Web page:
While travelling around, you might want to take photos which will look better than what your mobile can do. So which camera (setup) should you get?
As a lifelong red triangle (Nikon) lover and an ex-Canon-user, I’d recommend you to get a Pentax, as I did long ago. Let me try to explain why I decided to settle with Pentax, after presenting some premises:
- First of all, you are on a budget, a really tight one, and want every cent/penny to count.
- You will not use the camera to shoot videos, or do not expect high quality ones when you will. This does not mean that Pentax does crappy videos – by far not. But compared to Sony and Canon, Pentax does not produce cameras to shoot videos. I have couple of them here, but I doubt if I was to make a movie, I’d use Pentax gear. Only Magic Lantern is enough of a reason to go for Canon.
- You do not care about noisy auto-focus. The lenses I use are all decades old and they are noisy because of the screw drive auto-focusing mechanism. Of course, the newer ones are silent, but I am assuming that you are on a really tight budget, like me. If you can afford Canon EF 70-200mm f/2.8 IS III USM, still you can go for Pentax K-1 II, as I as well would, yet you’d not need to care about the stuff I’ll mention below and look for different things – on which I can write a lot too.
- Weight is not a big issue for you. My camera, K-50, weighs 650 grams. Add a lens to that, let’s say Helios 44M (which is 230 grams), and it is close to one kilo. This is a sad but common issue with all cameras: The better they get, the heavier they get as well. Canon 7D Mark II, for example, weighs more than K-50, only the camera body itself weighs almost 900 grams, but is a good camera.
So, why Pentax? Let me try to explain after a few samples:
1. Best Price Performance and Durability
For the same price, no other brand will give you what Pentax does. K-50, for example, is an entry-level camera which has in-camera stabilization (IS) while Canon and Nikon have stabilization only at their lenses. In other words, with Canon and Nikon, to have IS, you need to pay a lot to the lenses. Which is not enough as not all lenses have IS. But with Pentax, each and every lens you have will have IS without paying even a dime more. This is just one, yet a big example.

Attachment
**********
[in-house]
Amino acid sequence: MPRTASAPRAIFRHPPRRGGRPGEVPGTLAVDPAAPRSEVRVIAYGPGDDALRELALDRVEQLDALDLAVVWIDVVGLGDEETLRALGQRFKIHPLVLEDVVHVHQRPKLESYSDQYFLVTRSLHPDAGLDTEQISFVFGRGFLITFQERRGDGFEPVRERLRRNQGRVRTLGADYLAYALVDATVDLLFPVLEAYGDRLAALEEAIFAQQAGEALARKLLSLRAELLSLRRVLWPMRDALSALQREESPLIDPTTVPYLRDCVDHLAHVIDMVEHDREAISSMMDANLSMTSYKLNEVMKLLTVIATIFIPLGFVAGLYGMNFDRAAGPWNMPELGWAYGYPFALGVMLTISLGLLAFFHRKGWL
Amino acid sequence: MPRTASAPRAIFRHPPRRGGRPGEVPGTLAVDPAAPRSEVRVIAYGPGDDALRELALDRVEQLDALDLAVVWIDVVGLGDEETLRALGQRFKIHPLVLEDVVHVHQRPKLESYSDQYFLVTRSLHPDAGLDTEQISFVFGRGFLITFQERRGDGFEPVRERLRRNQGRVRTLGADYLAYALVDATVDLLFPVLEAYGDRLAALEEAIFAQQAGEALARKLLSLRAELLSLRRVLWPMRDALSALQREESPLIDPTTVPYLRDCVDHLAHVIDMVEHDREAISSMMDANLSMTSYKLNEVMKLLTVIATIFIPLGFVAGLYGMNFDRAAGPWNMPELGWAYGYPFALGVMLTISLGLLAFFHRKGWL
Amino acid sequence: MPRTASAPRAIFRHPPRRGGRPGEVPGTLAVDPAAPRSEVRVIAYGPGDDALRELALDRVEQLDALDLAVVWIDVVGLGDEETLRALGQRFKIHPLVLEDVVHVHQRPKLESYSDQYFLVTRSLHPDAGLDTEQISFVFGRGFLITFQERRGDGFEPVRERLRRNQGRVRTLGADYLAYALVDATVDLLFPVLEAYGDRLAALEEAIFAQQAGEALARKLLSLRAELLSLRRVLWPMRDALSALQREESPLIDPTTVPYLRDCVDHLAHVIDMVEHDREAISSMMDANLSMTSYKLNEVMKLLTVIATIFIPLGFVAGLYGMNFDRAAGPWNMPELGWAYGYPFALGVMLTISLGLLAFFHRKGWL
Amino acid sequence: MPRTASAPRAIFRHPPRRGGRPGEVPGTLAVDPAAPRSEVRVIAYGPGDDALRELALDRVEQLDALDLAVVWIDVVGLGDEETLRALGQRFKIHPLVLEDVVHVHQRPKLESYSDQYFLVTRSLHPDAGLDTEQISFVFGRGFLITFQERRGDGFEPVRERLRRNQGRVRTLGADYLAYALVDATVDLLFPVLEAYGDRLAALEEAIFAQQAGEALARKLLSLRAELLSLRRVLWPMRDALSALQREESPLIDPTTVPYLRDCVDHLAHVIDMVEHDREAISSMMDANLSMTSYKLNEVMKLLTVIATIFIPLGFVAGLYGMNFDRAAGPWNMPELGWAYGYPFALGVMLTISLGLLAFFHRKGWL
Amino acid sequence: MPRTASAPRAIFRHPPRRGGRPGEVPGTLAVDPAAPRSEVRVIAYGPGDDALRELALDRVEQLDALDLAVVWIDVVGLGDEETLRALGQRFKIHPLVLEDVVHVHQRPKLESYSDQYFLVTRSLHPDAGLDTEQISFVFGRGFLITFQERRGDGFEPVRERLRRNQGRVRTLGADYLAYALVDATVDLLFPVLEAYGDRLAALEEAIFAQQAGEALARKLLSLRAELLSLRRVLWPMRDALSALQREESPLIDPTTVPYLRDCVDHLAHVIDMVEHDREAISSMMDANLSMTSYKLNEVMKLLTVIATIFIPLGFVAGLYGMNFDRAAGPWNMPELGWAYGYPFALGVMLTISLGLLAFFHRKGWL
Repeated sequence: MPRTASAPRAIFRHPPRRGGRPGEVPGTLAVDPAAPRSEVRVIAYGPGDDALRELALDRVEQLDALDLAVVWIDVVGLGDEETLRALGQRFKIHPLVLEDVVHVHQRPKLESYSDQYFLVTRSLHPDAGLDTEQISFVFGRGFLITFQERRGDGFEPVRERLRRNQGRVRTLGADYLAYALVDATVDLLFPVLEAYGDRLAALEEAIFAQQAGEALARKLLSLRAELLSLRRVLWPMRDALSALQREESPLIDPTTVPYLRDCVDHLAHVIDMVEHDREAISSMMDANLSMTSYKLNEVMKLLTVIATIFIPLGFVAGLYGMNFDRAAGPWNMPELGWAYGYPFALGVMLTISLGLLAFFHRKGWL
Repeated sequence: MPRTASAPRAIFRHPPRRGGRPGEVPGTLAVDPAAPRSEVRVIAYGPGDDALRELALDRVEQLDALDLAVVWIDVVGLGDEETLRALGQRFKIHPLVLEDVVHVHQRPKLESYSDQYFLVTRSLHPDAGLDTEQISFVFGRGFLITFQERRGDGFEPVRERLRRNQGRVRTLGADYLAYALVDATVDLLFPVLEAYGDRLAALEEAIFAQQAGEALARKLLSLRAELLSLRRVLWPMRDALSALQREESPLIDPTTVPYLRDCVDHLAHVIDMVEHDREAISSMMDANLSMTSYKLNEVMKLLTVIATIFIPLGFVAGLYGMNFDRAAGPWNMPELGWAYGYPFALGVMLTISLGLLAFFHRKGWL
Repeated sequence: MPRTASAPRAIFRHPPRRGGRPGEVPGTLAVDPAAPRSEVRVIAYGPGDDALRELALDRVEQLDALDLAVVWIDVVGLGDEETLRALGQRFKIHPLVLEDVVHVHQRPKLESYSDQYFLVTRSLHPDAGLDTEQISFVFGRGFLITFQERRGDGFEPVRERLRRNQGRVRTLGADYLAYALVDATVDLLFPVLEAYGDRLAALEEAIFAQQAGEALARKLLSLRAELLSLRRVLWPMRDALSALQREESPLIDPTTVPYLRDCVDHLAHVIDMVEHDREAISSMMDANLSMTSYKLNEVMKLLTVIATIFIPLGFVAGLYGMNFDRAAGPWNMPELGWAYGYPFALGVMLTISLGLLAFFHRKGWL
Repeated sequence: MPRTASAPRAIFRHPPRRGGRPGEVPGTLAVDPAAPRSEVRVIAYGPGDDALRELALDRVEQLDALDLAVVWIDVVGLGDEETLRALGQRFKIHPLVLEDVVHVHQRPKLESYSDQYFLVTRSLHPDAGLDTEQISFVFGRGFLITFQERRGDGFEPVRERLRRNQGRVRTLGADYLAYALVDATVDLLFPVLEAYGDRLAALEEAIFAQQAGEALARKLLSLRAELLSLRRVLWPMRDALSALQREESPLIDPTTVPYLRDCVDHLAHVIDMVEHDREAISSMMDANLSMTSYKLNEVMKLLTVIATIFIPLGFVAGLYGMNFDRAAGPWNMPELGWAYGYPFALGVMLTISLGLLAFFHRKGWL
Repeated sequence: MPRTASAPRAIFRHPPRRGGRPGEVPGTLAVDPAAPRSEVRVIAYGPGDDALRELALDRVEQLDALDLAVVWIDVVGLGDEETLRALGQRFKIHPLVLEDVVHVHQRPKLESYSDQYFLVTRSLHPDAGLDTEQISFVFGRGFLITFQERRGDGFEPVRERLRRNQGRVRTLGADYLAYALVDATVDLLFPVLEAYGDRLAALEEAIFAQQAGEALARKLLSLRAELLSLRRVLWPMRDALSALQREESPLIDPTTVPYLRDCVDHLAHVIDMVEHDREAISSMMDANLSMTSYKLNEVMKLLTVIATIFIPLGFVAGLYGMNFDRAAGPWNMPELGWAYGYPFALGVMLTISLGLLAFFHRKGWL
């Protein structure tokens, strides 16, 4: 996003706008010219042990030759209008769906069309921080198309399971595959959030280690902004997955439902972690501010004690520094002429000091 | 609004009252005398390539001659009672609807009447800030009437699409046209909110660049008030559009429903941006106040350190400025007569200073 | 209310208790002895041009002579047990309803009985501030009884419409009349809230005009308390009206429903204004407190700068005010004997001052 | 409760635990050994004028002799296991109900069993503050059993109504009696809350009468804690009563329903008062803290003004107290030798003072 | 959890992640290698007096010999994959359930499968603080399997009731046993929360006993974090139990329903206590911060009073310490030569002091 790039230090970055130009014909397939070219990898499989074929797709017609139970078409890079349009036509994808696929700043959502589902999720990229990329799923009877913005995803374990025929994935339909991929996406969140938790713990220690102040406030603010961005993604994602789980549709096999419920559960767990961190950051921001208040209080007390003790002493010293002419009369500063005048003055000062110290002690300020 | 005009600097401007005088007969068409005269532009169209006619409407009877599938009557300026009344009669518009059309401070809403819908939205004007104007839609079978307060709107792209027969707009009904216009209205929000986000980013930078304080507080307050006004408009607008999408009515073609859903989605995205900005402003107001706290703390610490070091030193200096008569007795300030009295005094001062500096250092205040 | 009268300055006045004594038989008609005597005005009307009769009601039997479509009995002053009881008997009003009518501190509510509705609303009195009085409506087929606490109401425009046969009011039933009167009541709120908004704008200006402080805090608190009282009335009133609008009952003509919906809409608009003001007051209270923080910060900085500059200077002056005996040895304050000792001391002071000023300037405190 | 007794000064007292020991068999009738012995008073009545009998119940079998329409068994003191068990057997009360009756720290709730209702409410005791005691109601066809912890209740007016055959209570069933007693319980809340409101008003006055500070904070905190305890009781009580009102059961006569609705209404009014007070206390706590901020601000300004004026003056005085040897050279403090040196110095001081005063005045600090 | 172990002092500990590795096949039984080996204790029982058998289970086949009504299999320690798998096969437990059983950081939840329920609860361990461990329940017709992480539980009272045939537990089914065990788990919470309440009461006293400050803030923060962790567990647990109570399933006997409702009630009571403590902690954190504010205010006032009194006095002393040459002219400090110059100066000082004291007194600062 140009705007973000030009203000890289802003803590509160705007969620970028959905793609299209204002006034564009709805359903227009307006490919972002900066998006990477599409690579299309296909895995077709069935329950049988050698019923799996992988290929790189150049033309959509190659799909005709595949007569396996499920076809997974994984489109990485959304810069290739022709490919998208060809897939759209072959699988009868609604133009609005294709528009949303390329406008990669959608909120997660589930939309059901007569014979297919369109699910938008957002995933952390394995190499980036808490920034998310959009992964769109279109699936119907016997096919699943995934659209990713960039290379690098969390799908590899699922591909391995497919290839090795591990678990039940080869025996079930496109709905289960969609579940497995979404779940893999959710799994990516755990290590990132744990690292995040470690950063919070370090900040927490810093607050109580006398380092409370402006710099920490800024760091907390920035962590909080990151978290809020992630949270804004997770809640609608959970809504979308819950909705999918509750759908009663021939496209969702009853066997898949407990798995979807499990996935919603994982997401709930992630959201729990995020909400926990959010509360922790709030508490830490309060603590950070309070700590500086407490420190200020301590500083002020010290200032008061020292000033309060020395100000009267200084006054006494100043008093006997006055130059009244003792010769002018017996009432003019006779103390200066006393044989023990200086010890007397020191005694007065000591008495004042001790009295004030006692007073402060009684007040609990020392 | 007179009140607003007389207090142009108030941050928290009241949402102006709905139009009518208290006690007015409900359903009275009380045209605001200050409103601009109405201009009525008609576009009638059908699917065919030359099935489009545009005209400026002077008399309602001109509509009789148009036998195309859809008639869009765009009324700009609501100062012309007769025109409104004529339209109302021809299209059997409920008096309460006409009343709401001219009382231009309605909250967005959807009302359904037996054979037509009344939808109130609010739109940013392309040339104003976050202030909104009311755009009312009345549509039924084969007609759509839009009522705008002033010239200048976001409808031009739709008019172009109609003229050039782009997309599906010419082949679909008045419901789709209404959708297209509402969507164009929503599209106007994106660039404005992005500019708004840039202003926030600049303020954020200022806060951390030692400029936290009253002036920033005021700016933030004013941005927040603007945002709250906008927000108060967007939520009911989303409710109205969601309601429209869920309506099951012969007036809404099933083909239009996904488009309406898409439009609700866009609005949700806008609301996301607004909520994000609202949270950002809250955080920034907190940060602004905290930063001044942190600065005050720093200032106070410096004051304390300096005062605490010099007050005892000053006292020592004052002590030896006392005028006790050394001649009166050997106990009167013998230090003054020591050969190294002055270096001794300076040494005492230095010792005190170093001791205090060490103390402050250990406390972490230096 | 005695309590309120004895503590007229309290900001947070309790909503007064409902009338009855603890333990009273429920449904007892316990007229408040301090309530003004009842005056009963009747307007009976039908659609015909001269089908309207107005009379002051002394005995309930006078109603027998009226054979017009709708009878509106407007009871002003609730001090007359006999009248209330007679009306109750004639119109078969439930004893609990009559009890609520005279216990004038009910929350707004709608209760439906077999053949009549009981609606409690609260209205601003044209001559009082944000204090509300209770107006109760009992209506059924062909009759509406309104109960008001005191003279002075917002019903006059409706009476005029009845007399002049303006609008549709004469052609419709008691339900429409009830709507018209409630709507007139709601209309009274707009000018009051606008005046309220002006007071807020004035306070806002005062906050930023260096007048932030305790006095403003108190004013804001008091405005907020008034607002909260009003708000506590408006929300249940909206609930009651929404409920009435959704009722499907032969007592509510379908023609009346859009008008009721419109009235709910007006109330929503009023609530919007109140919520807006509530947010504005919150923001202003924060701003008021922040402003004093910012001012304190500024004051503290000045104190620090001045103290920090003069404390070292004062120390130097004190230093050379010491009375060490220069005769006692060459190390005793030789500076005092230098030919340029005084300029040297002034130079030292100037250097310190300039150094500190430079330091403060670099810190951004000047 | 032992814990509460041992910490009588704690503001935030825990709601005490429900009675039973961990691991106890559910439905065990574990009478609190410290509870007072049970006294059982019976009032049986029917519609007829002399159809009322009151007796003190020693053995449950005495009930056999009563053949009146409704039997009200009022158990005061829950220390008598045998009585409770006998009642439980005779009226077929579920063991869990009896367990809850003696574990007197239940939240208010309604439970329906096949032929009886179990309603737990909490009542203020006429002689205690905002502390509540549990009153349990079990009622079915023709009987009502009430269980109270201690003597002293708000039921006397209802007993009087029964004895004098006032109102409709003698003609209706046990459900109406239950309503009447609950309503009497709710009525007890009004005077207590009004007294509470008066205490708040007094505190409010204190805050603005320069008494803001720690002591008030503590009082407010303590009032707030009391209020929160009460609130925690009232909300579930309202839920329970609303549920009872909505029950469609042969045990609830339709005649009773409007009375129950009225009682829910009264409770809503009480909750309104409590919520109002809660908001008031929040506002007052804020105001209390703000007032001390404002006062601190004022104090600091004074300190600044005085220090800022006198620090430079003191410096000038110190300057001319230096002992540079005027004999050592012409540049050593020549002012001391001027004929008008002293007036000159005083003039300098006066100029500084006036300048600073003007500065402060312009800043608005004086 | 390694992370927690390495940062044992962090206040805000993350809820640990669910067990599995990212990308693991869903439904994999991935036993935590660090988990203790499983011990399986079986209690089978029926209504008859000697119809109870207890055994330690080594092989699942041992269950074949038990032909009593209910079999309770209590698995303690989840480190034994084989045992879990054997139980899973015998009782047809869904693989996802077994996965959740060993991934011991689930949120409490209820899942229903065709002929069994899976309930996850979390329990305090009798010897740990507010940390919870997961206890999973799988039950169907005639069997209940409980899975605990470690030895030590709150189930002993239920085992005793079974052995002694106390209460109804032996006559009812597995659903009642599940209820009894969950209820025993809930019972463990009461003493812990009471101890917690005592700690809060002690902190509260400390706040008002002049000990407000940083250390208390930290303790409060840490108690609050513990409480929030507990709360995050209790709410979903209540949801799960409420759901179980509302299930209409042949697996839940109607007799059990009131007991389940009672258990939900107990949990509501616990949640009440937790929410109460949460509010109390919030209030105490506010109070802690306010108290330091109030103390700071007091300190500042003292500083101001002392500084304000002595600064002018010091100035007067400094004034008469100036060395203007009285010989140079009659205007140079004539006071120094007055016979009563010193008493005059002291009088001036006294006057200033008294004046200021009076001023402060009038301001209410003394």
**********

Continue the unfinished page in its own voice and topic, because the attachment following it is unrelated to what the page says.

IS is not the only thing, as you will see. Besides, Pentax gear is always durable – you can use them for years to come and nothing will happen to them. Unlike Canon and Nikon gear, which changes every few months, a Pentax gear, be it camera or lens, is to be used for years, if not decades. This creates the Pentax dilemma: The more backward-compatible and superior your products to their rivals, the less you can sell. The less you can sell, the less profits you will make, and grow. This is why Pentax is lesser known while having a solid fan-base. Luckily for us, and thanks to Pentax (or Ricoh as they bought the company and erased the name), they keep this policy going and produce worthy stuff that last times more than their Canikon counterparts.
2.1. Wonderful Sensor: ISO Performance
Photography means drawing with light and there are three settings, which you can change while shooting: Aperture (the opening of the “eye” of the lens), shutter (the length of the duration during which the eye will be open to emit light), and ISO.
DxO Mark, a site which became the authority in comparing camera sensors, says that K-50 is all the way reliable up to 1120 ISO while my real life use has shown that I can use 3200 ISO with little to no doubt. This is the performance of a full-frame sensor.
Reliable ISO allows you to be able to shoot in dark environments, e.g. evening/night or inside a building, be it a museum or your own home.
The photo below is shot handheld, at 3200 ISO, f/4.5, and 1/20 shutter speed with a decades old lens, Pentax-F 35-70mm f/3.5-4.5. Do you see any noise? Right click and open image in a new tab to see it full size, 16MP.
2.2. Wonderful Sensor: Color Depth and Dynamic Range
With 23.7 bits of color depth and 13 EV dynamic range, an entry-level camera of Pentax competes, and wins over, better cameras of Nikon and Canon like 7D or D7200.
2.3. Wonderful Sensor: Amazing Photos
Let it be a photo, rather than me that speaks. The following one is shot with Pentax K-50 and Helios 44M. 200 ISO, 1/400, f/4. The colors, details, 3D pop… No more needs to be said.
Let there be an addition. This time a portrait, again with Helios. 400 ISO, 1/125, f/4.
2.4. Manual White Balance and Color Temperature
If you will not shoot RAW, as I do, then you will not be limited with the preset white balance and can set your own. In entry-level cameras, this is not an easy thing to find.
2.5. 14-Bit RAW Compression